Reducing and simplifying business taxes would have a number of positive impacts, including:
This would enable the state to level the playing field for all businesses, by cutting back on subsidies and tax exemptions.
Lowering or even eliminating the state’s corporate income tax could make the tax system fairer, unless the burden were shifted to the even more regressive sales or property taxes. Making this change would be a welcome development for corporations, cutting their tax bill by about 10 percent. And eliminating the corporate income tax entirely would certainly create some attention – making Minnesota one of only a few states without one.
The sales tax is another potential area for reform. For example, the sales tax on business inputs largely ends up getting passed along to consumers. The state could eliminate this sales tax, potentially reducing complexity and the effect of taxes built into product prices. To keep this change at least revenue-neutral, reduce the overall sales tax rate and broaden the sales tax to more goods and to services, which are the faster-growing part of the economy. Moving to a broader base may also lessen the negative revenue impacts of tax-free internet sales.
Overall, these changes in corporate and consumer sales taxes could be kept revenue-neutral, or, with an accompanying increase in the personal income tax, could provide more revenue — especially as more revenue is captured from growth in services.
Growth & Justice has long advocated for bringing proportionality to the state tax system with an increase in the income tax on the very highest earners, where income growth has been the fastest.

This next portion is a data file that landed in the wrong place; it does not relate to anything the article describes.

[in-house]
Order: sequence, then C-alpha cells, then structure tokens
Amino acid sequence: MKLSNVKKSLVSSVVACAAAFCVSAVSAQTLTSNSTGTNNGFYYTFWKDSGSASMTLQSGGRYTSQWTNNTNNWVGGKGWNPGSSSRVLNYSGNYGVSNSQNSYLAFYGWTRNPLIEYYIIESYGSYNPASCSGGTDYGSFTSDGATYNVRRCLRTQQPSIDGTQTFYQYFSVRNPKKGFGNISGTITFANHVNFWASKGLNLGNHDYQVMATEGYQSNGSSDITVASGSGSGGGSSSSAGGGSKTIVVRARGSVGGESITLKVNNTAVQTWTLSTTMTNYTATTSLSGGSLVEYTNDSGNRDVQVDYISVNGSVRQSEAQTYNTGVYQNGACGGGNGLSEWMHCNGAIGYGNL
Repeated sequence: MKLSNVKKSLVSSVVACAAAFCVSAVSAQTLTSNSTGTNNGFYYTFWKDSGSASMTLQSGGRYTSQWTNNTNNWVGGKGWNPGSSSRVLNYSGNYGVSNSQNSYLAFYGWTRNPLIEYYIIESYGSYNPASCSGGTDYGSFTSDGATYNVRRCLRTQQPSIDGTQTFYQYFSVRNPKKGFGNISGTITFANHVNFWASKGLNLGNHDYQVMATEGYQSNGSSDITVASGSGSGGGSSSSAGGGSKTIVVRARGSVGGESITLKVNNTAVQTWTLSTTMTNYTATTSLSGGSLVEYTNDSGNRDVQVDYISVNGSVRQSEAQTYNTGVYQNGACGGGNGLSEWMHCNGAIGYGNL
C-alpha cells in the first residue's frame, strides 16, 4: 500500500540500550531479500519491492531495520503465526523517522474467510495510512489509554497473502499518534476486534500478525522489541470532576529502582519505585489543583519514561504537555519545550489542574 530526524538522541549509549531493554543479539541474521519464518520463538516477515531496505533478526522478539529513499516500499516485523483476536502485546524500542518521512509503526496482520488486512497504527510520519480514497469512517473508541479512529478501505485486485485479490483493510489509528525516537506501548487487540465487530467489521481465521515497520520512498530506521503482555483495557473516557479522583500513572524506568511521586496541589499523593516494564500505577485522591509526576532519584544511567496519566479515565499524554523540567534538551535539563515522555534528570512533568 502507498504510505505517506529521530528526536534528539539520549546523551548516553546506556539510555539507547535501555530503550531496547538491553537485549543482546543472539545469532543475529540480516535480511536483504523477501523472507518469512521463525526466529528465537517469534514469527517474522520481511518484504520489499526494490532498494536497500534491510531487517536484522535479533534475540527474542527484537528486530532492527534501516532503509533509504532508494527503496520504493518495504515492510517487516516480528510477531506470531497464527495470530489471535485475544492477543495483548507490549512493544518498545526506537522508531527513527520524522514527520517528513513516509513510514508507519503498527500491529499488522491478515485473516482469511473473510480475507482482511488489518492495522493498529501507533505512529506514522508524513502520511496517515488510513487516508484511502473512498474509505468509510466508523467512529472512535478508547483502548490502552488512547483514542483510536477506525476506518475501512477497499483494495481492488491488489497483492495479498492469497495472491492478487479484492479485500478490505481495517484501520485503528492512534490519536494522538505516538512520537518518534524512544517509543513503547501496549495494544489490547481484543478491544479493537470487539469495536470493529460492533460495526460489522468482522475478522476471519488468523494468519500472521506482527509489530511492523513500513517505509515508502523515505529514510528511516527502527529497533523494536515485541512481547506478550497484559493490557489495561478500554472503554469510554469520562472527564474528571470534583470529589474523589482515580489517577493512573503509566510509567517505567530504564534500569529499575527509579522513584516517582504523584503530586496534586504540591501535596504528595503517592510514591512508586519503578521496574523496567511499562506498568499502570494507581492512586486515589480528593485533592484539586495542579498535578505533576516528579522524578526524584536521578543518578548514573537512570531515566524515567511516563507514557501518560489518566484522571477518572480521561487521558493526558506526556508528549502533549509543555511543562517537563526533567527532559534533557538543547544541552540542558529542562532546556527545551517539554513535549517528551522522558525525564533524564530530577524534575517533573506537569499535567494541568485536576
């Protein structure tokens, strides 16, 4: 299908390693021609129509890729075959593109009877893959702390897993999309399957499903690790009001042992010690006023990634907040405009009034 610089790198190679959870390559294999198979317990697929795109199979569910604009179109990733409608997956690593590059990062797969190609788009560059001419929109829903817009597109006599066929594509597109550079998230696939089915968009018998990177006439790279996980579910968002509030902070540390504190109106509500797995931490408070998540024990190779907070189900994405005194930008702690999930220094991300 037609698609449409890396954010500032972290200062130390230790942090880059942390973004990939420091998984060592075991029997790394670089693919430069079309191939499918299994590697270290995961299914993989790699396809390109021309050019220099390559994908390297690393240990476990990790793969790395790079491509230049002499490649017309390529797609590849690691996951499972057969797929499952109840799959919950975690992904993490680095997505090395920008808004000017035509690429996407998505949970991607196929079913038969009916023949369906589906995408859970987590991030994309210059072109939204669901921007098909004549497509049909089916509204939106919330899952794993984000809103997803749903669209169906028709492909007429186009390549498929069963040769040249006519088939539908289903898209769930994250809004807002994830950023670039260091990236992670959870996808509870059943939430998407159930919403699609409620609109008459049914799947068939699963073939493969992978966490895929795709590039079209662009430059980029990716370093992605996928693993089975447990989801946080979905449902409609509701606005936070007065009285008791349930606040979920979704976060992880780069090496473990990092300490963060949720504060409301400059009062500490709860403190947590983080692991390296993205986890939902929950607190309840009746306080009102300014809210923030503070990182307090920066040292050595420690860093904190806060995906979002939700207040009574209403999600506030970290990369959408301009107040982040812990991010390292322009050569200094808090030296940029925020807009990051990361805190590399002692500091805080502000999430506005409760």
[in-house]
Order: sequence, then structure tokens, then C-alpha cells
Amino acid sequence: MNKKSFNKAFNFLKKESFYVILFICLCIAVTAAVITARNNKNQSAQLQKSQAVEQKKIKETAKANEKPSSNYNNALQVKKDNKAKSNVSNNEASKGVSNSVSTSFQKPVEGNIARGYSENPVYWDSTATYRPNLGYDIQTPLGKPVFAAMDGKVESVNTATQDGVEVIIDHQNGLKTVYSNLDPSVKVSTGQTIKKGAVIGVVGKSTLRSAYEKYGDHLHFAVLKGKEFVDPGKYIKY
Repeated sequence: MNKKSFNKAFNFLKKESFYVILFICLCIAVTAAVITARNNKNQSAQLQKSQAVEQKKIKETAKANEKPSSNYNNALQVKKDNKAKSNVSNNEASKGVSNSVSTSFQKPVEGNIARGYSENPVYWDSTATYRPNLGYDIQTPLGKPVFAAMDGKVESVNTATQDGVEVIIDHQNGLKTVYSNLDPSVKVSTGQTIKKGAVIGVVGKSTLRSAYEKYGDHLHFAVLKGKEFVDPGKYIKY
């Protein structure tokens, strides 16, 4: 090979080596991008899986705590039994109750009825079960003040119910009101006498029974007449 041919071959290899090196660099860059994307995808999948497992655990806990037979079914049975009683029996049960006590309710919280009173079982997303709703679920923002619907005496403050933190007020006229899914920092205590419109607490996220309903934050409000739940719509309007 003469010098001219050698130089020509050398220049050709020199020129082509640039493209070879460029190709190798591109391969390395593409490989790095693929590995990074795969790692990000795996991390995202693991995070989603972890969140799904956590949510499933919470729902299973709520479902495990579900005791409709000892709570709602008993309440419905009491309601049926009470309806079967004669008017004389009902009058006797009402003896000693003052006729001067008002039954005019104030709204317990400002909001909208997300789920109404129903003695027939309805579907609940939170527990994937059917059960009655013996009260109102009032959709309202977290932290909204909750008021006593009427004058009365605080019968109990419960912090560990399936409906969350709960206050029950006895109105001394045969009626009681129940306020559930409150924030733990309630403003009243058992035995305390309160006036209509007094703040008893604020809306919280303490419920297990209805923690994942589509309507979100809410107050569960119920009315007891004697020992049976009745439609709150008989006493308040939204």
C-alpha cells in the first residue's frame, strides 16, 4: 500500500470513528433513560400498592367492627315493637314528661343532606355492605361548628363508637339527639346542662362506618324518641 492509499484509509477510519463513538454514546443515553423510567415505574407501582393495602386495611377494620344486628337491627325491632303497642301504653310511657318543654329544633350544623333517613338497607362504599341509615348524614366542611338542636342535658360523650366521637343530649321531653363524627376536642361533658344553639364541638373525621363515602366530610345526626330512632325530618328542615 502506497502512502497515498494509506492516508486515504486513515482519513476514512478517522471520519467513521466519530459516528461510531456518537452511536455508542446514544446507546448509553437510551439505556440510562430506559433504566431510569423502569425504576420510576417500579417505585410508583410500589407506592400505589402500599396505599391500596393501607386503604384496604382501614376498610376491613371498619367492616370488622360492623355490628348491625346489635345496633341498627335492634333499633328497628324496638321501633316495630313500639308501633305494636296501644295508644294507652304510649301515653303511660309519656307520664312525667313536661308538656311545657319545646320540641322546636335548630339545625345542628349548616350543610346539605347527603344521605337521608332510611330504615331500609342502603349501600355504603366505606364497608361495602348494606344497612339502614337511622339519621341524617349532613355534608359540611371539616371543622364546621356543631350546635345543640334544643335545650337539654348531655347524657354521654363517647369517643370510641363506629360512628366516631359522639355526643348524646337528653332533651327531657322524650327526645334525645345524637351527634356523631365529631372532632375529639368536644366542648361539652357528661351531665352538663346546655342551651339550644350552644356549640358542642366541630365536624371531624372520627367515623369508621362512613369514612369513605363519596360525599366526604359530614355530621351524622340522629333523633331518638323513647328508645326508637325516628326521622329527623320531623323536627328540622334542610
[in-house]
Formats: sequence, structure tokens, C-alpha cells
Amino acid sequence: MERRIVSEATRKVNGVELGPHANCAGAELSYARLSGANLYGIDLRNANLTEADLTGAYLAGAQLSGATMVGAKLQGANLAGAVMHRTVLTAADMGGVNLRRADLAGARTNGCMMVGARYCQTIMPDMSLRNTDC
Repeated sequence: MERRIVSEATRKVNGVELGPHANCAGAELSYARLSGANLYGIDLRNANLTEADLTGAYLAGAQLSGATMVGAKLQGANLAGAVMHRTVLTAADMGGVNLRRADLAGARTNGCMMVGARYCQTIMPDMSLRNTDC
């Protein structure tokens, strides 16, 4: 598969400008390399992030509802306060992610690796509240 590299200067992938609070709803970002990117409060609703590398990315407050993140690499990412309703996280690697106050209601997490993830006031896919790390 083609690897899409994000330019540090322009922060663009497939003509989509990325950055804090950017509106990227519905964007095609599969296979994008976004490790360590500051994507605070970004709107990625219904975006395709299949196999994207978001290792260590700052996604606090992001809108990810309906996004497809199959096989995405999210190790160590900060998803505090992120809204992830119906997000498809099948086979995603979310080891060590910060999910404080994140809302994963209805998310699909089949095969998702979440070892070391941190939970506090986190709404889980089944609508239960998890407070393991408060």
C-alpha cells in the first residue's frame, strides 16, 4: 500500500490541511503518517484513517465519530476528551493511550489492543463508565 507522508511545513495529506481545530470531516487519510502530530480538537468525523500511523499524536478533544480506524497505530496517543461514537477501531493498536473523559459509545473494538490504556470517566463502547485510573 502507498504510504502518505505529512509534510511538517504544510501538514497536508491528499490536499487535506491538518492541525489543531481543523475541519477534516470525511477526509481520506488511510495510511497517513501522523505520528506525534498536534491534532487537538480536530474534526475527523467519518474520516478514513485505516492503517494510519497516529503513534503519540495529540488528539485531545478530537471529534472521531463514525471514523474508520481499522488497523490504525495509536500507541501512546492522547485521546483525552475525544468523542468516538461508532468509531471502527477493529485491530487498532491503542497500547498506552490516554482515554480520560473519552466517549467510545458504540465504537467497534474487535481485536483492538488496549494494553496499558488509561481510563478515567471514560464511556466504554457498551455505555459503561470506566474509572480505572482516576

About a penny increase per dollar of income, on average, would restore the price of government to the level it was at during the prosperous decade of the 1990s. Most taxpayers would pay less than a penny per dollar - or see no increase at all. Those at the top would pay about two cents more per dollar, bringing proportionality to the tax system.
This could restore about $2 billion annually in state revenue, and it would narrow the tax incidence gap between the highest earners and lower- and middle-income households.
We hear a lot of concern about whether an increase in personal income taxes would represent a tax on small business owners whose business income is taxed at personal income tax rates.
First, the impact is probably being overstated. Only a small percentage of small business owners earn very high incomes. Most small businesses are indeed small, and Minnesota tax data reflects this, with less than 3% of the tax filers who earn more than $400,000 reporting any small business income. It’s unclear how much of the total income reported actually comes from actively operating a business — nearly 60% of filers earning more than $100,000 reported salary as well as small business income.
Second, nearly three quarters of small businesses in Minnesota — those employing fewer than 500 people — do not have employees. If the state is interested in tax policy that encourages job creation and economic growth, it should look more deeply at where sustained job growth really occurs, both in terms of company size and form of corporate organization.